Wednesday, April 30, 2008

April 30—Can food be too cheap?

It's a question I've been pondering ever since we watched the movie King Corn on PBS. It's a really interesting piece of work, and it defied our expectations: it is not the snarky Michael Moore treatment you might expect.

In the film there is a brief treatment of US agricultural policy, including some archival footage of Earl Butz, Nixon's Secretary of Agriculture, talking in 1973 about the new direction that American farm policy was going to take. What we want, he said, was an abundance of cheap food. Looking back on it now, with what we know today, his remarks seem laughably naive, if not even a bit sinister.

The filmmakers visited Butz in the present (which was, I think, 2005), at the age of about 95. He remained proud of what he accomplished, saying that Americans feed themselves on just 16% (I think I've got the number right) of their household budget, and that's a great accomplishment because it leaves so much money free to make other things happen. Consumer spending is, after all, one of the underpinnings of economic growth.

Butz (who died earlier this year at 98) got me to thinking. Can food be too cheap? What we see from the film King Corn is that without government programs, farmers who grow commodity crops like corn lose money. They get a per-acre payment that (they hope) puts them slightly into the black. I am a person who believes that, when it comes to work life, people will basically do what you pay them to do. In this case, it pays Iowans to grow corn, as much of it as they can. Read The Omnivore's Dilemma to learn about many of the things into which the corn gets made. But there's no doubt that cheap corn is one of the cornerstones of our food supply.

So what's wrong with cheap food?

This is where it gets complicated for me. I agree that cheap food is a great thing, in principle. But I think the way you get it is just as important. The current system of payments for commodity crops (corn, wheat, soybeans) is designed to keep prices down and, at least in theory, to keep farmers in business. Of course you would expect that having a virtually unlimited supply of something cheap would lead people to find all sorts of new uses for it, and you would be right. Corn is in all kinds of things—too big a topic to go into here.

The way we go about it now creates incentive for consolidation of farms. That has the effect of driving people away from farming and in many cases out of their home towns and away from their families. It also creates incentive for agricultural practices that do not seem sustainable—a tremendous amount of chemical and mechanical input is required to keep the land in production, and all that land under tillage creates a huge amount of runoff creates a dead zone in the Gulf of Mexico. And of course the farm communities that produce a huge portion of the food we eat can't feed themselves.

While I agree in principle that cheap food would be of benefit to people, I feel like it is just not sustainable. The land can't sustain year after year of that level of production without external inputs, and we can't sustain that level of external input (it mostly takes oil, after all, to make the fertilizer and power the equipment). The towns can't sustain that level of population loss, and there are some who would argue that our health-care infrastructure can't sustain itself in the face of all the complications that arise from results of all that cheap food.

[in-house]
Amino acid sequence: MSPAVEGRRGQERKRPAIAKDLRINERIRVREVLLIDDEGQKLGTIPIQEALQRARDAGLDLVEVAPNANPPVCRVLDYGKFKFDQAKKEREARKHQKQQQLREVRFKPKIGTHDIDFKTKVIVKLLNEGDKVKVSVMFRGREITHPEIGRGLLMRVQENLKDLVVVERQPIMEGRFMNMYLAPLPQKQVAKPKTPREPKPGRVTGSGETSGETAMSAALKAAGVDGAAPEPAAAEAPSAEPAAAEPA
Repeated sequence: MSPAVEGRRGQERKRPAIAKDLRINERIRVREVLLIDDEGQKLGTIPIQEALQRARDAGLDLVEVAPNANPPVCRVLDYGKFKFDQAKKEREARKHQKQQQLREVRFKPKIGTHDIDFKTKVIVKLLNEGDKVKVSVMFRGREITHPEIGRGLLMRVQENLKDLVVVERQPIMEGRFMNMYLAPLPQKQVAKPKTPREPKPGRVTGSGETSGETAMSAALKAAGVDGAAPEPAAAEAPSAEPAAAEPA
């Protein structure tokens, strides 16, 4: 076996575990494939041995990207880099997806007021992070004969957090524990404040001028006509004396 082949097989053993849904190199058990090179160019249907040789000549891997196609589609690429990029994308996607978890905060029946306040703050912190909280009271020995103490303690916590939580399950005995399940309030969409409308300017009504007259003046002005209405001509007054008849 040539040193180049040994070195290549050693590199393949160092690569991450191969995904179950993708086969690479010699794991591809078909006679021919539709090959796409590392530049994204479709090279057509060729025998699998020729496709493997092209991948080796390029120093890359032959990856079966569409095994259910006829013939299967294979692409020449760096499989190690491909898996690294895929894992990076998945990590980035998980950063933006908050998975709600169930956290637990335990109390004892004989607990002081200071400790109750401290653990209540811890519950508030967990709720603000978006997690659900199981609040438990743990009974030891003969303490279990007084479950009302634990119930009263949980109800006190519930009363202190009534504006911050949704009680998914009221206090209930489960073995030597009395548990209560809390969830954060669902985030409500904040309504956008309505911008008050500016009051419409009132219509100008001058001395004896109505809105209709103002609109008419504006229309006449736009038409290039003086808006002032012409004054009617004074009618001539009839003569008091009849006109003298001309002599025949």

I don't know that I have an answer. How can you create a system that keeps food affordable for everyone (which requires plenty of it), but that keeps prices sufficiently high for farmers to support themselves (which requires scarcity to keep prices up)? And of course you want to do it in a way that at a minimum does not create incentive to push the land too far, and even better would be to create incentives to actually improve it. And do we need to institute further scrutiny of some of the byproducts of cheap food? In my mind, I can sketch out the vaguest of outlines of what such a system might look like, but it's really a Utopian fantasy—such a policy could never be enacted in today's political climate.

Our approach is to opt out where we can. We try to avoid products that contain lots of corn-derivatives, and make as much as we can from scratch using ingredients whose origins we know. But it's not our religion, and even if it was I'm not sure there's much you can do. We recently discovered that there is High Fructose Corn Syrup in every single variety of pickles at our grocery store. Pickles! Our goal is not to boycott those evil farmers in Iowa and teach them a lesson. It is to demonstrate that there is a market for you if you choose to do it a different way. There is a huge gap at the grocery store: on one end you have classic "industrial" food, full of the products of the commodity agriculture economy, including but not limited to the corn syrup mentioned above. At the other end is the stuff that is fully organic, made with things that sound like what you might use at home, like sugar. Of course, products that contain all organic ingredients are far more expensive. So where is the middle ground? Where are the products for people like me, who don't need to go full-on organic, but don't want corn syrup and genetically modified organisms? At present, it seems that our food life, like our political life, is dominated by the extremes. Let's hope for some sane, sustainable options in the near future.


1 comment:

piscesgrrl said...

ohmygosh I just typed a long comment and it disappeared! ARGH.

Poop. I'm not sure I have it in me to find the words again!